WORCESTER’S MP Robin Walker has revealed he wants to see aid spending to return to 0.7 per cent of national income ‘as soon as possible’.
The MP spoke out after the furore saw the Bishop of Worcester suggest the controversial cut in international aid approved by in Parliament ‘could become permanent’.
Dr John Inge spoke out after MPs voted by 333 to 298 in favour of the motion despite a significant Tory rebellion which included Malvern’s MP Harriett Baldwin.
Under a motion approved by the Commons, spending on international development would only be returned to 0.7 of the national income if the Office for Budget Responsibility (OBR) believes the UK is not borrowing to finance day-to-day spending and underlying debt is falling.
The Government claim the cut to 0.5 is needed because of the devastation to public finances because of the pandemic but critics have poured scorn on the decision and pointed out spending on aid would fall naturally if national income fell. A commitment to retain aid spending at 0.7 per cent was part of the Conservative manifesto at the 2019 General Election.
Mr Walker told the Observer he understood the concerns of colleagues such as Mrs Baldwin and said had questioned the decision at ministerial level.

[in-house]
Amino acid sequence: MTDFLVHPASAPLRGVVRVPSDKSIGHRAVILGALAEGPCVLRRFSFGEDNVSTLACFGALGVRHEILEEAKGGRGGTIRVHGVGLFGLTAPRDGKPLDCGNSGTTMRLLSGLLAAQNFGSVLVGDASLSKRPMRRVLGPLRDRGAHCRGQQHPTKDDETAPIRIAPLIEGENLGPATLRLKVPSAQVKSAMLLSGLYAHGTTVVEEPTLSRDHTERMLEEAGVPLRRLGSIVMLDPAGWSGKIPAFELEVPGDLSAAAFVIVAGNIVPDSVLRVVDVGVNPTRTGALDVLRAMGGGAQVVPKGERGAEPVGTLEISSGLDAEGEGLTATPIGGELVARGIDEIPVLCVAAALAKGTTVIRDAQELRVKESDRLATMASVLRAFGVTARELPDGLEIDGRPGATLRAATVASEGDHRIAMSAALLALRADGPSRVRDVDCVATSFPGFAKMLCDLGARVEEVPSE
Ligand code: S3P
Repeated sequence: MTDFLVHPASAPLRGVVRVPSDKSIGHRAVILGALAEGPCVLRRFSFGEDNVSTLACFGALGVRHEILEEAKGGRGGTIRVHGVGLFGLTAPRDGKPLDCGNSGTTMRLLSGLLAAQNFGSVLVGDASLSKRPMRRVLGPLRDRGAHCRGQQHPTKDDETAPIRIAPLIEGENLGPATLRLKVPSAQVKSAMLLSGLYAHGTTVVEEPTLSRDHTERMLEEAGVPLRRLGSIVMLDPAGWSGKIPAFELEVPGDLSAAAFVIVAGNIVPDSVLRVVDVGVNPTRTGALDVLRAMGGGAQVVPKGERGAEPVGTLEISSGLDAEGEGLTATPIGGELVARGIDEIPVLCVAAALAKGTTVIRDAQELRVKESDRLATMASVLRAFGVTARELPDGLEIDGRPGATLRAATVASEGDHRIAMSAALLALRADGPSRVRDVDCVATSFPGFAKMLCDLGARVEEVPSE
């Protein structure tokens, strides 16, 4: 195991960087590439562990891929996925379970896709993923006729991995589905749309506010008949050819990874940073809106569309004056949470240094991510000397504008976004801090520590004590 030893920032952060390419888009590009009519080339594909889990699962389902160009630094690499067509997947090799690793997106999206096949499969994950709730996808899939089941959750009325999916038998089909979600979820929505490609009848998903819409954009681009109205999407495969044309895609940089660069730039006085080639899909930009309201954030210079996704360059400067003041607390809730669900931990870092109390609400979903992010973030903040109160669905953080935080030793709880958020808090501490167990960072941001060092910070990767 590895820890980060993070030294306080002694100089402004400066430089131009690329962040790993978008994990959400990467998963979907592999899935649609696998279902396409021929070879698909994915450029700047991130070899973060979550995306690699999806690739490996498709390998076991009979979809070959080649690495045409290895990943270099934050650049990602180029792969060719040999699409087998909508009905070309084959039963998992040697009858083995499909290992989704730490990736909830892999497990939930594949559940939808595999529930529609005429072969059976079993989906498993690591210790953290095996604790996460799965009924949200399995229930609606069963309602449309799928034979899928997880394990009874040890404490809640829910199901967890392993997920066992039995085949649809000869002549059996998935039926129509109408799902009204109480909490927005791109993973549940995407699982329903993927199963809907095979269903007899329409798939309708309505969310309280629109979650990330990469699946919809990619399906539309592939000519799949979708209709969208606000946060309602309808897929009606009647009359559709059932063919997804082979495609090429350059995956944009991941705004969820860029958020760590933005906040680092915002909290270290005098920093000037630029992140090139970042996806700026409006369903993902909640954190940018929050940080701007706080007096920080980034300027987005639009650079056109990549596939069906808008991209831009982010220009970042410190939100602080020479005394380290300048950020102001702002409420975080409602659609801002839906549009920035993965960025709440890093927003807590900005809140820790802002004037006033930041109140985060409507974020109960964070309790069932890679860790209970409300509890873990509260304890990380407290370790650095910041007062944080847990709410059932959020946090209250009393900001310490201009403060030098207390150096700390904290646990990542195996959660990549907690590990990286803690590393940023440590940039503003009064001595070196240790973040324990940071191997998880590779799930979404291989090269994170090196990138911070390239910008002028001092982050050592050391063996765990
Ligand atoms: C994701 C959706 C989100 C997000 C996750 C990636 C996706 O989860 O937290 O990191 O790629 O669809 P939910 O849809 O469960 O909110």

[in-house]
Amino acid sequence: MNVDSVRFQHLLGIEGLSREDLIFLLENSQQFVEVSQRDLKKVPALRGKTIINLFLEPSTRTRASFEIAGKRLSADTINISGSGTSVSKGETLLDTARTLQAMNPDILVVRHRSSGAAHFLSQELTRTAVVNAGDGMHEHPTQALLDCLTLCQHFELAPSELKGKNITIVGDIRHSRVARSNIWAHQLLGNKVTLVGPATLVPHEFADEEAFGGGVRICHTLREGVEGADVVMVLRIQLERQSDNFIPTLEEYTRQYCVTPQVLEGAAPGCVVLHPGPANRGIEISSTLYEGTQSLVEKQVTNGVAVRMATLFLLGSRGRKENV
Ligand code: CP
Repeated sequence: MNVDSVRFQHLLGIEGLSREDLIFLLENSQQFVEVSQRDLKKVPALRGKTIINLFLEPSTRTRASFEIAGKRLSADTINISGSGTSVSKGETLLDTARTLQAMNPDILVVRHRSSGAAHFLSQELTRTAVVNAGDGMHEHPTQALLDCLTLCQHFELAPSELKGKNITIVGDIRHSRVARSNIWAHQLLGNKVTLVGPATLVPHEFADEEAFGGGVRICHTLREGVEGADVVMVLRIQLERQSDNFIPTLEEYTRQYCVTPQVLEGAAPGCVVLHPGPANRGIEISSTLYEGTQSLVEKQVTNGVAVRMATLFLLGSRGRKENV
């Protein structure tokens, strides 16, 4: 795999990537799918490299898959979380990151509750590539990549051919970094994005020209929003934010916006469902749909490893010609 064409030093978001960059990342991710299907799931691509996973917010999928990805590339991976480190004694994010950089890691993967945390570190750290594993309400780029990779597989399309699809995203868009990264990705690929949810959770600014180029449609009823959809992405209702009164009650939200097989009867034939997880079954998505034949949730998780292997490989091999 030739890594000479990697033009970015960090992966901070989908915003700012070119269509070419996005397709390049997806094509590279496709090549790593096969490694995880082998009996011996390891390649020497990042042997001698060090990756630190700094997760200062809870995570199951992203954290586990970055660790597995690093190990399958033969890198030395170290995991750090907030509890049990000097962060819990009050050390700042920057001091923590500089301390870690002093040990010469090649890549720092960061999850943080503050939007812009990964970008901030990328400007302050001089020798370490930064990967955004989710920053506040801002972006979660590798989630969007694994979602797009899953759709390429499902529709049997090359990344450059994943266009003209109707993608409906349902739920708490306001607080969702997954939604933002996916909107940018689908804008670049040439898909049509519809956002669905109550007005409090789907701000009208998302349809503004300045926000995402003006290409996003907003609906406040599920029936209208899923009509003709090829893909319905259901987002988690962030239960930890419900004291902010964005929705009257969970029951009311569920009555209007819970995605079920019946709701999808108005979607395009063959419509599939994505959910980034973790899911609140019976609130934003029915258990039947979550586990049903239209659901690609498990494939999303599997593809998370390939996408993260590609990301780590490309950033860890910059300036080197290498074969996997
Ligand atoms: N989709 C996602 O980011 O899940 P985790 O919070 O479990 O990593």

“I’m comfortable with the assurances I have received from the Treasury this is not a permanent cut and we will return to 0.7 per cent as soon as possible,” he said.
“We will still be spending in the region of £10billion on international aid and I find the criticisms from the Labour Party somewhat ironic given it was the Conservative Party which legislated for 0.7 per cent of GDP to be spent on aid.
“The most Labour managed to achieve in 13 years in office was 0.5 per cent, the level we are proposing, albeit temporarily, now.”
Bishop John, the Church of England’s lead bishop for international development, said the Government’s test could be so stringent that it risked making the cut permanent.
“I am very disappointed that Parliament has not seen fit to honour this country’s laudable promise, enshrined in law, to devote 0.7 percent of national income to aid,” he said.
“As former International Development Secretary Andrew Mitchell said, it is not right the world’s poorest should be the only ones to suffer from a reduction in spending following the pandemic.
“The commitment was one of which the Conservative party could be proud and I hope it will be restored very soon.
Mrs Baldwin said: “As a Minister in the Foreign and Commonwealth Office and the Department for International Development, I was privileged to see the lives saved across Africa as a result of the UK’s leadership on international development.
“It was a manifesto commitment as well and it needed a vote in Parliament to change that commitment. As the aid budget had already fallen in line with the decline in our economy, I did not support the idea of cutting it further and voted against.
“I will continue to campaign for the UK to be generous with its vaccines and to help every child in the world to benefit from a quality education because it is a win-win for us here in the UK.”